After this explanation I shall venture to regard under a single aspect a great series of phenomena which apparently have nothing to do with one another, and which belong partly to the conscious and partly to the unconscious life of organised beings. I shall regard them as the outcome of one and the same primary force of organised matter--namely, its memory or power of reproduction.
The word "memory" is often understood as though it meant nothing more than our faculty of intentionally reproducing ideas or series of ideas. But when the figures and events of bygone days rise up again unbidden in our minds, is not this also an act of recollection or memory? We have a perfect right to extend our conception of memory so as to make it embrace involuntary reproductions, of sensations, ideas, perceptions, and efforts; but we find, on having done so, that we have so far enlarged her boundaries that she proves to be an ultimate and original power, the source, and at the same time the unifying bond, of our whole conscious life.
We know that when an impression, or a series of impressions, has been made upon our senses for a long time, and always in the same way, it may come to impress itself in such a manner upon the so-called sense- memory that hours afterwards, and though a hundred other things have occupied our attention meanwhile, it will yet return suddenly to our consciousness with all the force and freshness of the original sensation. A whole group of sensations is sometimes reproduced in its due sequence as regards time and space, with so much reality that it illudes us, as though things were actually present which have long ceased to be so. We have here a striking proof of the fact that after both conscious sensation and perception have been extinguished, their material vestiges yet remain in our nervous system by way of a change in its molecular or atomic disposition,  that enables the nerve substance to reproduce all the physical processes of the original sensation, and with these the corresponding psychical processes of sensation and perception.
Every hour the phenomena of sense-memory are present with each one of us, but in a less degree than this. We are all at times aware of a host of more or less faded recollections of earlier impressions, which we either summon intentionally or which come upon us involuntarily. Visions of absent people come and go before us as faint and fleeting shadows, and the notes of long-forgotten melodies float around us, not actually heard, but yet perceptible.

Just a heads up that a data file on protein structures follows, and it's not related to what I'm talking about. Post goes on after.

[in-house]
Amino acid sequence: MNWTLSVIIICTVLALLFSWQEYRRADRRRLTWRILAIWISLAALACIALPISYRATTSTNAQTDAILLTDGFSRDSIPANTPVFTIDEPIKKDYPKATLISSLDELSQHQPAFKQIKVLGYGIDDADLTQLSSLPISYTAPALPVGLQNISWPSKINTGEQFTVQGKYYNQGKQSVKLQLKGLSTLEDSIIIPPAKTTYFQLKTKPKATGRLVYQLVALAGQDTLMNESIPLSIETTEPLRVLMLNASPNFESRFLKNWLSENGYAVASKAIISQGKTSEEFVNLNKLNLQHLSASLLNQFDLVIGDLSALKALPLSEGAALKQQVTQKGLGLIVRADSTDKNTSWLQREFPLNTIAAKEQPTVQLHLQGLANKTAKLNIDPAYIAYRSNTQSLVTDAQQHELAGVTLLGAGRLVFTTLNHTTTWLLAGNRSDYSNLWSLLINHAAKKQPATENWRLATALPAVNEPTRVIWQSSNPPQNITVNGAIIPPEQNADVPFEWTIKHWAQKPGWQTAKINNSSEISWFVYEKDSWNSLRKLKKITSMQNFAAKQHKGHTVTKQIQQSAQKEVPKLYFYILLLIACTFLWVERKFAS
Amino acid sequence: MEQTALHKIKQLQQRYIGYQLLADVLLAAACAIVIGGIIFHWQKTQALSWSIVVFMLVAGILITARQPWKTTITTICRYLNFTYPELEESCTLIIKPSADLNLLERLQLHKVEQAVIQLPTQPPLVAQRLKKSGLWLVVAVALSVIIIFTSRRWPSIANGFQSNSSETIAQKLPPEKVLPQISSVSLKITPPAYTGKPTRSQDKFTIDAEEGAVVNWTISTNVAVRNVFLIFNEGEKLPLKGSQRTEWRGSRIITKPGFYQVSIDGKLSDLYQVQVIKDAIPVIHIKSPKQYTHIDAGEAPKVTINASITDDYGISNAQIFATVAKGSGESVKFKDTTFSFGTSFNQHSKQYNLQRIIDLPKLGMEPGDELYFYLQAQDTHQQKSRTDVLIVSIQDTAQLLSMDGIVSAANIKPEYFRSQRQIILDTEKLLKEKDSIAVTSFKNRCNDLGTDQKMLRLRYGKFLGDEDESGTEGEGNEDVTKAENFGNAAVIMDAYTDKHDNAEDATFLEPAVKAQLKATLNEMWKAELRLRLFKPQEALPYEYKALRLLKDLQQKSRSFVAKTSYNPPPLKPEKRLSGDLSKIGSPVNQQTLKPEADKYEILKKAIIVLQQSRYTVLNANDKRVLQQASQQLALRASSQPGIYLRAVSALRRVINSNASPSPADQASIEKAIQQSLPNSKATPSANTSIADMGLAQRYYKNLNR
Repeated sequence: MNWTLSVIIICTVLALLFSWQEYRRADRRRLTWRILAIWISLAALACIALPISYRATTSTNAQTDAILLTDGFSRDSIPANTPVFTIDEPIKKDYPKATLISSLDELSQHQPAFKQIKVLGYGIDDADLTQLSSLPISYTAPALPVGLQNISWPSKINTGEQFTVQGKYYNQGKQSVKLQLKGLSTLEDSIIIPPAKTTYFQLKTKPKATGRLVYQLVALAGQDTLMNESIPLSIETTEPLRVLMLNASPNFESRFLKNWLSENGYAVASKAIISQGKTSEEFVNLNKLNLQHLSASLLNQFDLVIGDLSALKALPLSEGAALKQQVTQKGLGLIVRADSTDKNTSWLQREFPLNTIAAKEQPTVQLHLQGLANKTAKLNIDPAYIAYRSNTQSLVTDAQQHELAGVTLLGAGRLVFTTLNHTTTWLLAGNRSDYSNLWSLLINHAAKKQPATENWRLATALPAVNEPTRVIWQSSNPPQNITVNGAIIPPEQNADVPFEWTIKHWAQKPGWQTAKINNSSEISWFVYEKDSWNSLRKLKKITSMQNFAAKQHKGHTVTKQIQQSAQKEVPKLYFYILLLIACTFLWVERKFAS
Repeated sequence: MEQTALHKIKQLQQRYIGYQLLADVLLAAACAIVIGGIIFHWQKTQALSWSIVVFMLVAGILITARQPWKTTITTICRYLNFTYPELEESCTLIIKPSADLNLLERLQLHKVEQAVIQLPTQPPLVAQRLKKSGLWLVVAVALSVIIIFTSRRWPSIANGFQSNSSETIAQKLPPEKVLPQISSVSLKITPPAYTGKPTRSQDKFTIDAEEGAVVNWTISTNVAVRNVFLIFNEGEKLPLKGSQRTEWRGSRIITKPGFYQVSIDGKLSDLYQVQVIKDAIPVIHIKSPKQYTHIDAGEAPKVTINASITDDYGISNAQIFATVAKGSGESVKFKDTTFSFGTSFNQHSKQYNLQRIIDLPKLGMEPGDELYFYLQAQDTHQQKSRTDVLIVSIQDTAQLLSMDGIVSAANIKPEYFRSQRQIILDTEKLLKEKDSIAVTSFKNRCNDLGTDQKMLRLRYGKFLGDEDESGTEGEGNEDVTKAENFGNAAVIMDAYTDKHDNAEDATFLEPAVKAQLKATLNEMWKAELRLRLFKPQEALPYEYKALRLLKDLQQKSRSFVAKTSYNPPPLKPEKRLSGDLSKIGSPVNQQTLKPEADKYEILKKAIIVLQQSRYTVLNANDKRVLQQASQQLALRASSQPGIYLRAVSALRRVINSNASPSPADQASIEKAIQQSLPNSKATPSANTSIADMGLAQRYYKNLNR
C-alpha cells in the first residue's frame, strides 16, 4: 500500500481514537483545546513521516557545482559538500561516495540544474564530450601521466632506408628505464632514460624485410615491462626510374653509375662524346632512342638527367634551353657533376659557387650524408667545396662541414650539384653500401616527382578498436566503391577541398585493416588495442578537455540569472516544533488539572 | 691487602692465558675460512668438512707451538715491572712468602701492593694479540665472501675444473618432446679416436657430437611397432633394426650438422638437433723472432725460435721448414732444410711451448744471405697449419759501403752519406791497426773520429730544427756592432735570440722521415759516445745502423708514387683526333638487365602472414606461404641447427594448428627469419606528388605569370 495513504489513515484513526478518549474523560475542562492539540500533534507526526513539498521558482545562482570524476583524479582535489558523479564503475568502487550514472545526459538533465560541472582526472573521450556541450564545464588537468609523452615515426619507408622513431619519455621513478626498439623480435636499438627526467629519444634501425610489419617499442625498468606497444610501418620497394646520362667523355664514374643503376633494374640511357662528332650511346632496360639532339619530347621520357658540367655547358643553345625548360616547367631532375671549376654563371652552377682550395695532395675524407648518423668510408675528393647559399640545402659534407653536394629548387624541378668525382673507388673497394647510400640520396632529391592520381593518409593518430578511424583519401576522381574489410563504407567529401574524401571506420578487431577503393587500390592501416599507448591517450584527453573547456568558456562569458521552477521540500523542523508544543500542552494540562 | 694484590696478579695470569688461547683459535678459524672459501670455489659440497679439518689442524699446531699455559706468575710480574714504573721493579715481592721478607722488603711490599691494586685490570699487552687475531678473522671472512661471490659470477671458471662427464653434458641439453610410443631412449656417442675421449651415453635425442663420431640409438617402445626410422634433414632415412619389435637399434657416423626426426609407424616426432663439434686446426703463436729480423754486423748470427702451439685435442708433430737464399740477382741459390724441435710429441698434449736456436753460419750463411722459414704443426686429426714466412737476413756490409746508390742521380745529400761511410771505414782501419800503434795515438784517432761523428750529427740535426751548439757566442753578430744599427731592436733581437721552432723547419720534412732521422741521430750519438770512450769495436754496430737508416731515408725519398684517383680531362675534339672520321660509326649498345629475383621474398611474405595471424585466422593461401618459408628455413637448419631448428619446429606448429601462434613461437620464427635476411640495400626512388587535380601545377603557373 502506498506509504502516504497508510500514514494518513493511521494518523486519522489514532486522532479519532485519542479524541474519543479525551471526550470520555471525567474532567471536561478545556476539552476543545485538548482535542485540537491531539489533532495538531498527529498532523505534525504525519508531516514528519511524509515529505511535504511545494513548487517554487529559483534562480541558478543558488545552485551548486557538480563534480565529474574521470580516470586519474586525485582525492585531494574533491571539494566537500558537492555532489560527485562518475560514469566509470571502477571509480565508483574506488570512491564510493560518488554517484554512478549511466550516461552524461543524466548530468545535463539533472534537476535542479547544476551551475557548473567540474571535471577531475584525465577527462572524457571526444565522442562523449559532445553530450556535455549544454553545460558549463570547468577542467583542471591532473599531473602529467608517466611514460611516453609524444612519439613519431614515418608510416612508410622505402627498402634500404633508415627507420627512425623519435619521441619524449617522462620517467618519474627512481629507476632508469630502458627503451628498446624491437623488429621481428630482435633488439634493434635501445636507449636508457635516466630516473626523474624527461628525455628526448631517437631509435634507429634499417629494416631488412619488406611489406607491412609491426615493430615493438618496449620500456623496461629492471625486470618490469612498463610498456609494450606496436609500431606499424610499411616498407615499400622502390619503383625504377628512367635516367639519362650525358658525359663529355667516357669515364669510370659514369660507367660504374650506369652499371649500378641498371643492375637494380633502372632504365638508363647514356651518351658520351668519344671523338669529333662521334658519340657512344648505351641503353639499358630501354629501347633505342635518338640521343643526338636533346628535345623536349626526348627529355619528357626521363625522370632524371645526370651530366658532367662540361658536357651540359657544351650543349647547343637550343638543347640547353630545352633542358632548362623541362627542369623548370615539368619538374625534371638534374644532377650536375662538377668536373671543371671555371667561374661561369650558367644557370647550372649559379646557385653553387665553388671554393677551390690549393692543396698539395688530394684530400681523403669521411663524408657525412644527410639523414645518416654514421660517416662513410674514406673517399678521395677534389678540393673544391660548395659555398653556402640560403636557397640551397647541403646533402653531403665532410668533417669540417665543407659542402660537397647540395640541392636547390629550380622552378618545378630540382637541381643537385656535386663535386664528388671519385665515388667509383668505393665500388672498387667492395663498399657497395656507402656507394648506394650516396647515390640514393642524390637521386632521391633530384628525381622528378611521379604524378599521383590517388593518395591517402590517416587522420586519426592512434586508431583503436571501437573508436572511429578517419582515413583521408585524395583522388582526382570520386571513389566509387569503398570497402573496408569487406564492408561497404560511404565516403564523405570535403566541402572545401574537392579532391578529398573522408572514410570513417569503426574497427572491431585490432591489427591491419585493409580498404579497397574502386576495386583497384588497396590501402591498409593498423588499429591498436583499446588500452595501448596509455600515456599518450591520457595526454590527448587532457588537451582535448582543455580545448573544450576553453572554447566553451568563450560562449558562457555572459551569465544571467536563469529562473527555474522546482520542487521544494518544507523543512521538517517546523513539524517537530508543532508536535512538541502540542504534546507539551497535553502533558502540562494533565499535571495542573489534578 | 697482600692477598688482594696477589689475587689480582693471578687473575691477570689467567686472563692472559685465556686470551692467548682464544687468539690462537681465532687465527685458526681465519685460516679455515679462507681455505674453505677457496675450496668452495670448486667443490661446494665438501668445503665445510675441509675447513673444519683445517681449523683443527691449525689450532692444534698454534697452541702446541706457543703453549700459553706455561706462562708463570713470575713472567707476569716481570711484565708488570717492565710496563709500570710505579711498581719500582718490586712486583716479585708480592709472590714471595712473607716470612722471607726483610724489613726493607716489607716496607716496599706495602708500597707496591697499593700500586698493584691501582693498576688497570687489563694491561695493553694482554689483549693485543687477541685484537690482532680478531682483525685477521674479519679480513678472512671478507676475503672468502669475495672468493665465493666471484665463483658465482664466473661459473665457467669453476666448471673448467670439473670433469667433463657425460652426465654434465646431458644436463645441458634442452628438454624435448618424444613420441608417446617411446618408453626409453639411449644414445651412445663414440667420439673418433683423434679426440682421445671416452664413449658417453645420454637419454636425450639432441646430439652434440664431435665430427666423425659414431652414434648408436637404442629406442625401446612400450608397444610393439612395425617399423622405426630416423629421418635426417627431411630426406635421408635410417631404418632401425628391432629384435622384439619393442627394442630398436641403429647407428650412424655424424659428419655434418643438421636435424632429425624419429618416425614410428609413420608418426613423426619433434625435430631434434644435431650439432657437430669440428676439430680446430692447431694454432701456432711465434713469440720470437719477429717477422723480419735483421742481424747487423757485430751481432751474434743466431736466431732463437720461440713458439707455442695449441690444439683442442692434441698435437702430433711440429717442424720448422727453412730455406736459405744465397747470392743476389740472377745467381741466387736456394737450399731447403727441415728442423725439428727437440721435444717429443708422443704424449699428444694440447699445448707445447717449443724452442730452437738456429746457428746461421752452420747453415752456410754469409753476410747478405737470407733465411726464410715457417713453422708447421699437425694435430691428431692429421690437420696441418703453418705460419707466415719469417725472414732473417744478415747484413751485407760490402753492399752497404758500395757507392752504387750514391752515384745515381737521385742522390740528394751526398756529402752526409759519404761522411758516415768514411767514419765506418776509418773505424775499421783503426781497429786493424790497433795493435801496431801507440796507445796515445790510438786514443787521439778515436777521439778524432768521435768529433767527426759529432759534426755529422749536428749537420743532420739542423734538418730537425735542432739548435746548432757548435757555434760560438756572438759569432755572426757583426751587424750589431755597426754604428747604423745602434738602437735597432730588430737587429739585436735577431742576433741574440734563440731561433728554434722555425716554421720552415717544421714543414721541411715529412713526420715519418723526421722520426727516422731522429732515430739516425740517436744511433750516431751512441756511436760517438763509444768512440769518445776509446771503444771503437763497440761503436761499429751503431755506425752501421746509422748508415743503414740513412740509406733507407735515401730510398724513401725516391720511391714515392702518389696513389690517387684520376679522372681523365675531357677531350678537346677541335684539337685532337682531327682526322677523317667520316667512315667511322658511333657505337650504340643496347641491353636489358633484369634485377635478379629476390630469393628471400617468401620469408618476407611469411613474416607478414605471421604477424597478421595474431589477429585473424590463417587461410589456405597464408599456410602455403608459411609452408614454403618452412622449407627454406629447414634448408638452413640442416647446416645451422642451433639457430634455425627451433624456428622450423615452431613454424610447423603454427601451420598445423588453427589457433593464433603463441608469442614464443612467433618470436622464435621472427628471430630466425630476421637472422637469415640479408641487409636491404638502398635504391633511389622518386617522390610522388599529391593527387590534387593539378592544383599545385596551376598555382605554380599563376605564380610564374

Some things and occurrences, especially if they have happened to us only once and hurriedly, will be reproducible by the memory in respect only of a few conspicuous qualities; in other cases those details alone will recur to us which we have met with elsewhere, and for the reception of which the brain is, so to speak, attuned. These last recollections find themselves in fuller accord with our consciousness, and enter upon it more easily and energetically; hence also their aptitude for reproduction is enhanced; so that what is common to many things, and is therefore felt and perceived with exceptional frequency, becomes reproduced so easily that eventually the actual presence of the corresponding external stimuli is no longer necessary, and it will recur on the vibrations set up by faint stimuli from within.  Sensations arising in this way from within, as, for example, an idea of whiteness, are not, indeed, perceived with the full freshness of those raised by the actual presence of white light without us, but they are of the same kind; they are feeble repetitions of one and the same material brain process--of one and the same conscious sensation. Thus the idea of whiteness arises in our mind as a faint, almost extinct, sensation.
In this way those qualities which are common to many things become separated, as it were, in our memory from the objects with which they were originally associated, and attain an independent existence in our consciousness as IDEAS and CONCEPTIONS, and thus the whole rich superstructure of our ideas and conceptions is built up from materials supplied by memory.